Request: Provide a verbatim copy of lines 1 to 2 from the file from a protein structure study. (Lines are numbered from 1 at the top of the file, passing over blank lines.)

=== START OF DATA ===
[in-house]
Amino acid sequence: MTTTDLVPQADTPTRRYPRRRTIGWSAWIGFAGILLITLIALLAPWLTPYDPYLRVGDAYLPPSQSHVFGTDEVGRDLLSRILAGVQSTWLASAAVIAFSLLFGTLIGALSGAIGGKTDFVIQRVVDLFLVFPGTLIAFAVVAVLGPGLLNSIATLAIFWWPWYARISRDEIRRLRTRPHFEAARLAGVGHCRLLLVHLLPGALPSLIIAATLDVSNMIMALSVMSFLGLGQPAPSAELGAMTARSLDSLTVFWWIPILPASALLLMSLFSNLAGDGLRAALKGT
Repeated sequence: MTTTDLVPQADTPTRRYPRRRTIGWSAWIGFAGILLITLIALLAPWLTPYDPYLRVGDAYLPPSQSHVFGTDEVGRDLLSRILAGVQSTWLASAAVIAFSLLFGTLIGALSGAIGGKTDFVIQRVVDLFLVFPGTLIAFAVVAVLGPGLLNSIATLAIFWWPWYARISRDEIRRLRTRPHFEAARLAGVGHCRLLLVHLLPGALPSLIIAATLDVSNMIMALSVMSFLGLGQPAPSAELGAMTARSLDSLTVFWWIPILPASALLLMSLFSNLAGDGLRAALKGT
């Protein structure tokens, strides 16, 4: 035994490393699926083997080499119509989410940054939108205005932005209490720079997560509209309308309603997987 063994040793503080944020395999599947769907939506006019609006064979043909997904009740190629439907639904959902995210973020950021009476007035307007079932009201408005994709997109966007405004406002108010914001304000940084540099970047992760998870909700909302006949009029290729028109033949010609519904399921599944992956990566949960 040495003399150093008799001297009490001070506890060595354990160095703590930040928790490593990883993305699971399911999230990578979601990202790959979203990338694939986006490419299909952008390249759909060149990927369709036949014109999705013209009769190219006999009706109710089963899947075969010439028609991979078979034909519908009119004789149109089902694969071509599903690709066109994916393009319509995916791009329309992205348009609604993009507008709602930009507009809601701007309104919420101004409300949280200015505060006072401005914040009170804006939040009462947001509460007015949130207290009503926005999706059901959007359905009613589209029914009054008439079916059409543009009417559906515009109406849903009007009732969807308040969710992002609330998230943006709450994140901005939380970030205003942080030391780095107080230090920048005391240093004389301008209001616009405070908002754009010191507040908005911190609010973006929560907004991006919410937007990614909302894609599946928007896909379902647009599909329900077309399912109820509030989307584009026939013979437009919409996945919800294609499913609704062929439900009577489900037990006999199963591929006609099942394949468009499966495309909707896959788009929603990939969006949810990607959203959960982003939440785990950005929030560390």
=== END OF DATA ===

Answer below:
[in-house]
Amino acid sequence: MTTTDLVPQADTPTRRYPRRRTIGWSAWIGFAGILLITLIALLAPWLTPYDPYLRVGDAYLPPSQSHVFGTDEVGRDLLSRILAGVQSTWLASAAVIAFSLLFGTLIGALSGAIGGKTDFVIQRVVDLFLVFPGTLIAFAVVAVLGPGLLNSIATLAIFWWPWYARISRDEIRRLRTRPHFEAARLAGVGHCRLLLVHLLPGALPSLIIAATLDVSNMIMALSVMSFLGLGQPAPSAELGAMTARSLDSLTVFWWIPILPASALLLMSLFSNLAGDGLRAALKGT